Fears were briefly raised after the prime minister spent part of last weekend with the boss of the Tour de France Christian Prudhomme, who tested positive for Covid-19. 

Another country to hit a daily milestone on Saturday was the United Arab Emirates, which recorded more than 1,000 new coronavirus cases on Saturday for the first time.

In Spain, which this week became the first EU country to pass half a million infections, an infection was detected among Princess Leonor's classmates.

The 14-year-old heiress to the Spanish throne -- who only returned to school in Madrid on Wednesday -- will now have to observe a two-week quarantine.

The uncle of Syrian President Bashar al-Assad, businessman Mohamad Makhlouf, died from Covid-19 on Saturday, two close sources told AFP.

And in Latin America, which this week passed the milestone of eight million virus cases, worst-hit Brazil charted more than 131,000 deaths from Covid-19 as of Saturday, the second-highest in the world behind the US.

Latvia meanwhile reinstated a compulsory 14-day quarantine for arrivals from neighbouring Estonia due to an upsurge in cases there.

ASTRAZENECA COVID-19 VACCINE NOVEL CORONAVIRUS
As It Happens
LATEST UPDATE: September 16, 2020 - 10:40am

Pharma giants Sanofi and GSK said on July 29, 2020, that they have agreed to supply Britain with up to 60 million doses of a potential COVID-19 vaccine. The agreement covers a vaccine candidate developed by France's Sanofi in partnership with the UK's GSK and is subject to a "final contract."

This thread collects some of the major developments in the search for a vaccine to ease the new coronavirus pandemic. (Main photo by AFP/Joel Saget)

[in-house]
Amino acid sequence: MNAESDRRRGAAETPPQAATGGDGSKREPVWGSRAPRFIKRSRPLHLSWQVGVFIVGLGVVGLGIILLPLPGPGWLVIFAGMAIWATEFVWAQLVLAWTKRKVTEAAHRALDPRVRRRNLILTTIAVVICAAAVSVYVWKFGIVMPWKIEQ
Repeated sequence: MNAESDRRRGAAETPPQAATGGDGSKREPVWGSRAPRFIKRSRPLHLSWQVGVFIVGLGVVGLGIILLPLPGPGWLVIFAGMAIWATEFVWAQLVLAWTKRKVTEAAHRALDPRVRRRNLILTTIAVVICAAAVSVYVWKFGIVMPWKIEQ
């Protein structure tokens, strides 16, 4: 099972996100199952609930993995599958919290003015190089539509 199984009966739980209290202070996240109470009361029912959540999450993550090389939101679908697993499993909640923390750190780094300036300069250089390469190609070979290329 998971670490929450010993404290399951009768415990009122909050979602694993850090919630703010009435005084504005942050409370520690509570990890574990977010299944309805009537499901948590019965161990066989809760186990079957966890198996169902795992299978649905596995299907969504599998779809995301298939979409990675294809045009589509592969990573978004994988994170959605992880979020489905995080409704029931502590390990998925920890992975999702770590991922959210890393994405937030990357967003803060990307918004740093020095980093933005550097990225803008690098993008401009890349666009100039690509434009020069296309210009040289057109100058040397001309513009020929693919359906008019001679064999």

September 16, 2020 - 10:40am

President Donald Trump says that a coronavirus vaccine may be available within a month -- an acceleration of even his own surprisingly optimistic predictions -- but added that the pandemic could go away by itself.

"We're very close to having a vaccine," he tells a town hall question-and-answer session with voters in Pennsylvania aired on ABC News.

"We're within weeks of getting it you know -- could be three weeks, four weeks," he says. — AFP

September 15, 2020 - 7:11pm

A China-developed coronavirus vaccine could be ready for the public as early as November, a Chinese official has told state television, as the global race to clear the final round of trials heats up.

Chinese manufacturers have been bullish about development, with companies Sinovac Biotech and Sinopharm even putting their vaccine candidates on display at a trade fair in Beijing this month.

Representatives of the firms told AFP that they hope their vaccines will be approved after phase 3 trials as early as year-end.

And on late Monday, the chief biosafety expert at the Chinese Centre for Disease Control told state broadcaster CCTV that a vaccine would be available to the general public "around November or December."

Wu Guizhen did not specify which vaccine she was referring to, but said "based on the phase 3 clinical results, the current progress is very smooth." — AFP

September 10, 2020 - 7:59pm

Drugs giant AstraZeneca says a COVID-19 vaccine could still be available by as early as the end of this year, despite a randomized clinical trial in the UK being paused.

"We could still have a vaccine by the end of this year, early next year," the company's chief executive Pascal Soriot says, adding it depended on how fast regulators moved. — AFP

September 9, 2020 - 6:17pm

EU reserves 200 million more coronavirus vaccines from Pfizer.

September 9, 2020 - 7:44am

Pharmaceutical company AstraZeneca says it has "voluntarily paused" a randomized clinical trial of its coronavirus vaccine in what it called a routine action after a volunteer developed an unexplained illness.

"As part of the ongoing randomized, controlled global trials of the Oxford coronavirus vaccine, our standard review process was triggered and we voluntarily paused vaccination to allow review of safety data by an independent committee," a spokesperson says in a statement. — AFP